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Once-weekly insulin is a promising treatment option

Presented by
Dr Julio Rosenstock, University of Texas Southwestern, USA
EASD 2020
Phase 2
The once-weekly basal insulin analogue, icodec, showed comparable efficacy and safety to once-daily insulin glargine U100 in a phase 2 study (NCT03751657). Patients with type 2 diabetes who need basal insulin could potentially have a simpler, once-weekly treatment regimen without compromising blood sugar control and safety.

The investigational drug, insulin icodec, is a long-acting basal insulin analogue with a half-life of approximately 1 week. After injection, insulin icodec binds strongly but reversibly to albumin, resulting in a slow and steady release of active icodec that lowers blood sugar throughout the week. As it is a concentrated formulation, icodec’s injection volume is equivalent to that of daily glargine U100.

Dr Julio Rosenstock (University of Texas Southwestern, USA) and colleagues conducted a 26-week, randomised, double-blind, double-dummy, phase 2 trial to investigate the efficacy and safety of once-weekly insulin icodec compared with once-daily insulin glargine U100 in patients who had not previously received long-term insulin treatment and whose type 2 diabetes was inadequately controlled (HbA1c, 7.0-9.5%) by metformin with or without a dipeptidyl peptidase-4 inhibitor [1]. The results were published in the New England Journal of Medicine as well [2]. The primary endpoint of the study was a change in HbA1c from baseline to week 26. Safety, including hypoglycaemia and insulin-related adverse events, was also evaluated.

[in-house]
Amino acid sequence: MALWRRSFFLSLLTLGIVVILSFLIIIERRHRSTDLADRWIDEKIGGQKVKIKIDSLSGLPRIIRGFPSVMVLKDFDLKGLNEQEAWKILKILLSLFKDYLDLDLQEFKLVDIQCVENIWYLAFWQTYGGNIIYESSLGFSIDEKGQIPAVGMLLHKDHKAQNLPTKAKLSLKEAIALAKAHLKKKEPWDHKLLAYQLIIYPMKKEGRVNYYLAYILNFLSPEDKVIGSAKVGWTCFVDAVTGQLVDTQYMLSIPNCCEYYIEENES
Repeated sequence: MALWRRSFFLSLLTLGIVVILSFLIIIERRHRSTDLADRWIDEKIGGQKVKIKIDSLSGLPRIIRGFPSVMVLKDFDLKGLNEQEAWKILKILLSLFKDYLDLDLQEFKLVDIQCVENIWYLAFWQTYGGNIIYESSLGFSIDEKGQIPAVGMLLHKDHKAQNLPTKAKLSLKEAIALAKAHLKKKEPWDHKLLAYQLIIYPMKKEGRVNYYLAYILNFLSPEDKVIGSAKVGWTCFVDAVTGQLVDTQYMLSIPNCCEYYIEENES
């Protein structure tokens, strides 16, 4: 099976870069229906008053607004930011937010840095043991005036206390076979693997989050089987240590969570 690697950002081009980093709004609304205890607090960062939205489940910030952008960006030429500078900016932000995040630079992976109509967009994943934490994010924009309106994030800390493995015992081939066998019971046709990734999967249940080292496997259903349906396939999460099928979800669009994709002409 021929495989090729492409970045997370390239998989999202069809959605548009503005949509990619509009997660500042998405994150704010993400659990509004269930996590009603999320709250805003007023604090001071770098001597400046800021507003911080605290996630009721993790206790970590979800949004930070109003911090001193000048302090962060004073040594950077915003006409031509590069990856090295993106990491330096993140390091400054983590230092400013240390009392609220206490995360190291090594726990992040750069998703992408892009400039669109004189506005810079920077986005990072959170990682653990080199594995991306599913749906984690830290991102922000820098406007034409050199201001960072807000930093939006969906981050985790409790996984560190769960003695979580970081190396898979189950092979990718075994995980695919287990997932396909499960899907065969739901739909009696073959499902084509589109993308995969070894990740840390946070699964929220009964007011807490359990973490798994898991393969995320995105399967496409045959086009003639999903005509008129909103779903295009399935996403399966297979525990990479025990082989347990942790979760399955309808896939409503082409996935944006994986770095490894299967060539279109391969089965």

A total of 247 participants were randomly assigned to receive icodec (n=125) or glargine (n=122). Baseline characteristics were similar between the 2 arms. The results showed that the mean change from baseline in the HbA1c level was similar between the 2 arms (-1.33% for icodec vs -1.15% for glargine, P=0.08). The secondary endpoint, change in fasting plasma glucose level from baseline to week 26, decreased by 57.74 mg/dL and 53.86 mg/dL for the icodec and glargine groups, respectively (difference -3.9; 95% CI -11.9 to 4.2). Regarding hypoglycaemia, the icodec group had 0.53 events per patient-year, and the glargine group 0.46 events per patient-year (estimated rate ratio 1.09; 95% CI 0.45 to 2.65). Insulin-related adverse events did not differ between the groups, and the rates of hypersensitivity and injection-site reactions were both low. Overall, most adverse reactions were mild, and no serious events related to the trial drugs were reported.

  1. Rosenstock J, et al. Once-weekly basal insulin icodec offers comparable efficacy and safety vs. once-daily insulin glargine U100 in insulin naïve patients with type 2 diabetes inadequately controls on OADs. EASD 2020. Abstract #56.
  2. Rosenstock J, et al. N Engl J Med. 2020 Nov 26;383(22):2107-2116.

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